Then there are those, who because of ignorance or a slavish devotion or religious dogma (or perhaps both), simply don't believe in climate change. To a scientist like Zeebe, their "disbelief" is a non sequitur–like refusing to believe the sun is a star or that purple is a color.
"'Do you believe in climate change?' I think is not a very intelligent question because it's about scientific evidence," he said on the 2012 video.
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THINGS TO COME
In my interview with Zeebe, he very politely but carefully refused to predict what his findings would mean for the world in terms of species extinction, storm severity and so forth. But in that video of his lecture from 2012, he talks about coming up with an "analog" or model for understanding climatic changes.
"There cannot be a perfect analog," he said back then. "But you can look in the past and you can try to understand these kinds of changes that will tell us something in terms of a case study–what may happen."
The best analog is what Zeebe calls the "Paleocene-Eocene Thermal Maximum"–a time in history many millions of years ago when the surface temperature of the Earth rose five to eight degrees Celsius for 50,000-plus years. That, according to Zeebe, led to "mass extinctions in deep sea sediments" and "major reorganization/dispersal of mammals."
Again, these statements are both vague and subject to change. But our taxpayer-funded friends at the EPA have something a bit more specific, again online at their climate change effects webpage. Here are excerpts from the sections that deal with Hawaii:
• "In the Pacific Islands, heavy rainfall is projected to increase, which may lead to more frequent flooding that could compromise the quality of water supplies and affect crop yields."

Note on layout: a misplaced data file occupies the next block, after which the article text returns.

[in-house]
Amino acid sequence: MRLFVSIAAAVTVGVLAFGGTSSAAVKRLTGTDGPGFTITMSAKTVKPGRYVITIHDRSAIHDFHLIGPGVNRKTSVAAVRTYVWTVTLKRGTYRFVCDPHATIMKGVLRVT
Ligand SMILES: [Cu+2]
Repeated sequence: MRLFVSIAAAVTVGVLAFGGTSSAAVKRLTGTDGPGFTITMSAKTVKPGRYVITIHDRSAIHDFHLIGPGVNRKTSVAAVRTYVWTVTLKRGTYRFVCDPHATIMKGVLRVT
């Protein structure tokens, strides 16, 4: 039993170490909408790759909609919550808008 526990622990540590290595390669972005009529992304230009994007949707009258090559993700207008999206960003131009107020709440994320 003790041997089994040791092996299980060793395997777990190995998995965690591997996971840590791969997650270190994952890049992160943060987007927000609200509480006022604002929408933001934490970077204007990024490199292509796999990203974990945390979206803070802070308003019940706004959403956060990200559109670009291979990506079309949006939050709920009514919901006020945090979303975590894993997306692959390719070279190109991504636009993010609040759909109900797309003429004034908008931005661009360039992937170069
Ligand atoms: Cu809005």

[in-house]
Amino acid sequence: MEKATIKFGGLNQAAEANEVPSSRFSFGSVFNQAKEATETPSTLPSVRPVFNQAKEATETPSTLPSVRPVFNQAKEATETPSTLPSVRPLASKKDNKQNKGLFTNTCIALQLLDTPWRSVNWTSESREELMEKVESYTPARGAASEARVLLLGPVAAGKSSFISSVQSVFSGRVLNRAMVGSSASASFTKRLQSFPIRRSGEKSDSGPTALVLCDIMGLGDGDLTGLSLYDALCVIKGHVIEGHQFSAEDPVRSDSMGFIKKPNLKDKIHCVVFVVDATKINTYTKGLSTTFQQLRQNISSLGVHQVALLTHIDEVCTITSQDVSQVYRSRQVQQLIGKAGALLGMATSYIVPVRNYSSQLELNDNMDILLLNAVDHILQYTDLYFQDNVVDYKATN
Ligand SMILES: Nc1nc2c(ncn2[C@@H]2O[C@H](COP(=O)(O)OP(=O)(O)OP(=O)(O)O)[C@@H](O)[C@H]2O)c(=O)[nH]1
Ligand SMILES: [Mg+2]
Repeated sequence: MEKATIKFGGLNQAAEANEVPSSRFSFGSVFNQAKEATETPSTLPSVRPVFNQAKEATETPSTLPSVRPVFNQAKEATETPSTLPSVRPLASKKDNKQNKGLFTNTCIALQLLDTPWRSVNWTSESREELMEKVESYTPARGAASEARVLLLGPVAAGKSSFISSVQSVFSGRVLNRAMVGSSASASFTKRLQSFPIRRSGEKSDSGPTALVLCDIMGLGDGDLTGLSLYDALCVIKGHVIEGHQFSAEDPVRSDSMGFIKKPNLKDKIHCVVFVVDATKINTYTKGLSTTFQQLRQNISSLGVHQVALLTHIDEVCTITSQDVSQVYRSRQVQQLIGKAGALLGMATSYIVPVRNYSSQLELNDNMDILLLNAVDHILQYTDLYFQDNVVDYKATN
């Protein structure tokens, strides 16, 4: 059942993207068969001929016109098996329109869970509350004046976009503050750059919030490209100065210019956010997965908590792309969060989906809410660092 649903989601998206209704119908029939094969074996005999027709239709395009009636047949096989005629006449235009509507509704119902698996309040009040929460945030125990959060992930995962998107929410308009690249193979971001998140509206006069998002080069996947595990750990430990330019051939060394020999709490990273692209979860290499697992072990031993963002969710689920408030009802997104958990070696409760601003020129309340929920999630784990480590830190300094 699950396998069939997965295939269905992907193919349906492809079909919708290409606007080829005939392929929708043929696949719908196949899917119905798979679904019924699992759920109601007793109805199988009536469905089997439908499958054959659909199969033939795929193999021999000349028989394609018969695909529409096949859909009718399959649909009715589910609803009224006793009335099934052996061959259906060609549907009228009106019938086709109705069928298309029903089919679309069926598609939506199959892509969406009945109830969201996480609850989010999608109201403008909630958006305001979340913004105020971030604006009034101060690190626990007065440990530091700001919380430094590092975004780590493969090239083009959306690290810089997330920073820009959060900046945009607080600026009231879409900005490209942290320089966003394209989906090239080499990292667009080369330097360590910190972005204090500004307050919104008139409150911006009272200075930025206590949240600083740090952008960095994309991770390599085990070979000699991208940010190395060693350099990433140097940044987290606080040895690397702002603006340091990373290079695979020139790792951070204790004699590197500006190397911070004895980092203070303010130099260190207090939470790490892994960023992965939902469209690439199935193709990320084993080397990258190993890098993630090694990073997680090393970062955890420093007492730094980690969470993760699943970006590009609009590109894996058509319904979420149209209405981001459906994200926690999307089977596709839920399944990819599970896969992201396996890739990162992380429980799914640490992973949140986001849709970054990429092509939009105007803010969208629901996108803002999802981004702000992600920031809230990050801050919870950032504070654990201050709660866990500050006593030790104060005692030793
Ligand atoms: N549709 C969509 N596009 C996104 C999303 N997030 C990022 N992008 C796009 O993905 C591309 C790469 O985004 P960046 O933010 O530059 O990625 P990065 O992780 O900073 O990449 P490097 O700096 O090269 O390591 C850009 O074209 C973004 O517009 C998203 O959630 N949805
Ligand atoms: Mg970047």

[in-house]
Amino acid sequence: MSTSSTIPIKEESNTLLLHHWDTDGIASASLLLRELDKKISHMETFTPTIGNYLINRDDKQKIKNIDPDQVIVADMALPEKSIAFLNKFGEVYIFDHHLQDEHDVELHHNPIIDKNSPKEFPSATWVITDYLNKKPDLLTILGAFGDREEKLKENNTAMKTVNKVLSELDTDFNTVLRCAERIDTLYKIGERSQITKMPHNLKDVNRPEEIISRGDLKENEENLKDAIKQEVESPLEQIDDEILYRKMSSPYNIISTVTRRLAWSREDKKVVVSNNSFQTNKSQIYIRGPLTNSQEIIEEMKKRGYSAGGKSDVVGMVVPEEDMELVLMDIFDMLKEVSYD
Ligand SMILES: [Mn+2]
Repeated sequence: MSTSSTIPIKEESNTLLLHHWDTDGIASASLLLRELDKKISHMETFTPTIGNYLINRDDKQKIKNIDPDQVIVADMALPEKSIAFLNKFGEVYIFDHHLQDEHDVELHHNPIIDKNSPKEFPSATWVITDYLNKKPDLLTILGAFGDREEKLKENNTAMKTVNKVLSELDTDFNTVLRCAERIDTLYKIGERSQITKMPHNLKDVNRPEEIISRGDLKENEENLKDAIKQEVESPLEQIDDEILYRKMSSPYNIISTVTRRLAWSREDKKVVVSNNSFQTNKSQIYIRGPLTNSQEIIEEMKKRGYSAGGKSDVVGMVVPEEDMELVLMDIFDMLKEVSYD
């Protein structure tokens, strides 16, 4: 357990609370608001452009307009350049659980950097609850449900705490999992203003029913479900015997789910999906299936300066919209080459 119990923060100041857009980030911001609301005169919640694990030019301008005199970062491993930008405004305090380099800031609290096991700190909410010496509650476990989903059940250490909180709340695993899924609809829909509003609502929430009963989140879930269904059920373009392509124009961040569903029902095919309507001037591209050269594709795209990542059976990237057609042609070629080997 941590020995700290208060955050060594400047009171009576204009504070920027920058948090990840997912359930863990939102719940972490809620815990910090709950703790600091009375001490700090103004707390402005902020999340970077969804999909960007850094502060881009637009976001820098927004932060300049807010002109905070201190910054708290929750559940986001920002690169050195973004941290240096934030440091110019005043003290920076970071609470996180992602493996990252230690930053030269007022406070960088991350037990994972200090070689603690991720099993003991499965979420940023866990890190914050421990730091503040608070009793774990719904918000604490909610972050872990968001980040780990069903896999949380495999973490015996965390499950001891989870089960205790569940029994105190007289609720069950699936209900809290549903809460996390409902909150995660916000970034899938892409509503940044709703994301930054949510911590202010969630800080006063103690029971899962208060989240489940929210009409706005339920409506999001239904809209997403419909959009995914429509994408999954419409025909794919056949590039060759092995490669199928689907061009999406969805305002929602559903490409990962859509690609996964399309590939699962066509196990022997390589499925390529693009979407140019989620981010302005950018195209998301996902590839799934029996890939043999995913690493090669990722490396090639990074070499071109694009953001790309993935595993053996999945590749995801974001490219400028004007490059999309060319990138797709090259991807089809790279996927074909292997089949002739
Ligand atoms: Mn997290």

• "In Hawaii, reefs are estimated to bring in $360 million each year, and are valued at more than $10 billion... Reefs already face serious threats from water pollution. Warmer, more acidic coastal waters would likely serve as a further stress on many reefs."
• "In the Pacific, almost all communities derive more than 25% of their animal protein from fish. Changes in ocean temperatures could cause migratory shifts in fish species and damage to fish habitats. These impacts would exacerbate existing stresses on the fisheries, such as those from pollution and overfishing, and ultimately may lead to a decline in the abundance and health of fishery populations."
Taking all that in, it's clear why some cling to Inhofe's oil-saturated fantasies. Think of how much easier the future would be if climate change was bogus. Thankfully though, Inhofe–powerful as he is–is part of a minority around the world.
"Our planet as a whole is becoming a warmer place," Acting Administrator of the U.S. National Oceanic and Atmospheric Administration said when the 2012 State of the Climate report, which drew on the work of 384 scientists, came out earlier this month. "Count on the future being statistically a lot like the past."